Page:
1,242 reputation
510
bio website bl.uk
location United Kingdom
age 42
visits member for 3 years, 11 months
seen Jul 23 at 13:18

Software developer, with over 20 years' experience of Unix and Windows, but who would honestly rather have his head in a book most of the time.


Apr
18
answered Another “which” question
Apr
18
comment Comma usage near title in quotes
I've seen the embedded comma in US-style speech, but never in titles. I think even in US-style writing, the comma would be best left outside the quotation marks.
Apr
18
comment Do you say “thirty past six”?
And similarly, one would never say fifteen past or fifteen to but quarter past/to instead. You would only specify minute values like fifteen, thirty or forty-five when saying the hour first, e.g. six thirty. Awkward numbers like twenty-nine would be fine this way too: we might say six twenty-nine (if reading a digital clock) but never twenty-nine past six unless for deliberate comic effect.
Apr
18
comment Grammaticality of “a high number of”
In principle, there's nothing really wrong with describing numbers as high or low, but I think it's more natural to speak of large/great or small numbers.
Apr
18
comment Make a … of himself
I don't suppose "making a statue of himself" would involve behaving like a statue.
Apr
18
comment Un-(adjective) but In-(noun) — does it ever go the other way?
@JohnLawler I'd consider your two comments a satisfactory answer - that it's about the origin of the word rather than its role in a sentence, the difference between Latin and Germanic words.
Apr
17
comment why “and then some” means considerably more?
Broadly I agree, but in the context in which I've usually seen this phrase used, it tends to mean noticeably more, so I generally consider it understatement.
Apr
17
comment “Off on a tangent” vs. “off tangent.”
That may be it, @AmigableClarkKant. If I hear (or read) "off tangent" I immediately think "But a tangent is a line away ... perpendicular ... radius .. thingy" (I half-remember it). So is "off-tangent" a movement back towards the circle, getting back on track, or a move even further away from it?
Apr
17
comment “his” may be more suitable but why is “him” not ok ?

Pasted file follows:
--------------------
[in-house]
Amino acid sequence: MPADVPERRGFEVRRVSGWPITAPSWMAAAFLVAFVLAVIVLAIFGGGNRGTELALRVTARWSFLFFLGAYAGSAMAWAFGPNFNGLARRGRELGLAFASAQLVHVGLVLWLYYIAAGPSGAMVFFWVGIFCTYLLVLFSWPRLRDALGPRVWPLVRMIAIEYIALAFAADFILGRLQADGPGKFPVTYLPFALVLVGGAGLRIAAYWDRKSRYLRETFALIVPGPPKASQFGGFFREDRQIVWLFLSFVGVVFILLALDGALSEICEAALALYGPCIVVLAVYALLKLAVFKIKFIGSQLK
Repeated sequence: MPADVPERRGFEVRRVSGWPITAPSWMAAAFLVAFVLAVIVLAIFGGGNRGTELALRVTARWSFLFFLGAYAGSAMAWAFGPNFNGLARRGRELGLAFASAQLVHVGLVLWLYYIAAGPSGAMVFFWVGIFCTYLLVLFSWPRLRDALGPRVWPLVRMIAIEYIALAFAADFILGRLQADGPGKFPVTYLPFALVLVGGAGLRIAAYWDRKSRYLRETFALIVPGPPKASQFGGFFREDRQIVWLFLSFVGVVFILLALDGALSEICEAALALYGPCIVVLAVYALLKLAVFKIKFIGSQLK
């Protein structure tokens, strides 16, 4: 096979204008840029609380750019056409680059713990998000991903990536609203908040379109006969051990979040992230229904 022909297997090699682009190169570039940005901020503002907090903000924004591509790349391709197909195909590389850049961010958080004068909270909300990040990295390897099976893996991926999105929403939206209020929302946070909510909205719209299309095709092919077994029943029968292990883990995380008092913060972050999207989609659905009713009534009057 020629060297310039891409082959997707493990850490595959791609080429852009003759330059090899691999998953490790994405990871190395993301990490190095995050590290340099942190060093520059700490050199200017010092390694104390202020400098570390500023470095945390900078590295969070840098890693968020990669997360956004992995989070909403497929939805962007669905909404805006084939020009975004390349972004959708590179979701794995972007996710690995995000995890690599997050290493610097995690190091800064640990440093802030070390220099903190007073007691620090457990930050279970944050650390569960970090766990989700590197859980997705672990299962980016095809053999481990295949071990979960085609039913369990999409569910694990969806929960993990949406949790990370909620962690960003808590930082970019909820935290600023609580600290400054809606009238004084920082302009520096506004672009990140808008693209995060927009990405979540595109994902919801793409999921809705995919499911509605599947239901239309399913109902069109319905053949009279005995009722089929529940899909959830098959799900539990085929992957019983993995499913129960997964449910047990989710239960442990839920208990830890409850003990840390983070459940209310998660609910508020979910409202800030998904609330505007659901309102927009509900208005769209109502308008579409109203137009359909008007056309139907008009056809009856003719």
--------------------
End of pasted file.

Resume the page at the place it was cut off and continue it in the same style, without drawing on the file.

Why was this answer downvoted? I've never heard an English-speaker say "NOUN PHRASE... of him" in this way. It might be a stretch to call it grammatically incorrect (though his/hers are at least possessive pronouns and him/her are not), but "A friend of me/him/her" is certainly not idiomatic in any English-speaking area where I've been.
Apr
16
answered why “and then some” means considerably more?
Jan
28
comment What is wrong with the word “performant”?
Yes, that's exactly it. I know in French it means "first", but to justify that word it would really have to be first, chronologically or by some other ranking. Using the French word instead allows the weaselly suggestion of superiority without needing any supporting evidence.
Oct
5
awarded  Critic
Aug
6
awarded  Yearling
Jul
18
answered “Mostest” vs. “most”
Feb
1
comment Were “devil” and “damned” really offensive words in Victorian times?
That second quote is from the preface in my edition written by Charlotte Brontë, who explains some of the background to the book's completion and publication.
Nov
4
comment Legos not LEGO?
Yes. Some in the UK might go to the trouble of saying "Lego bricks", but most would treat it as an uncountable noun and call it "Lego"; never "Legos".
Nov
4
revised Is it correct to say: “I would do something, be it me”?
added 286 characters in body
Nov
4
answered Is it correct to say: “I would do something, be it me”?
Aug
23
answered What is wrong with the word “performant”?
Aug
7
awarded  Yearling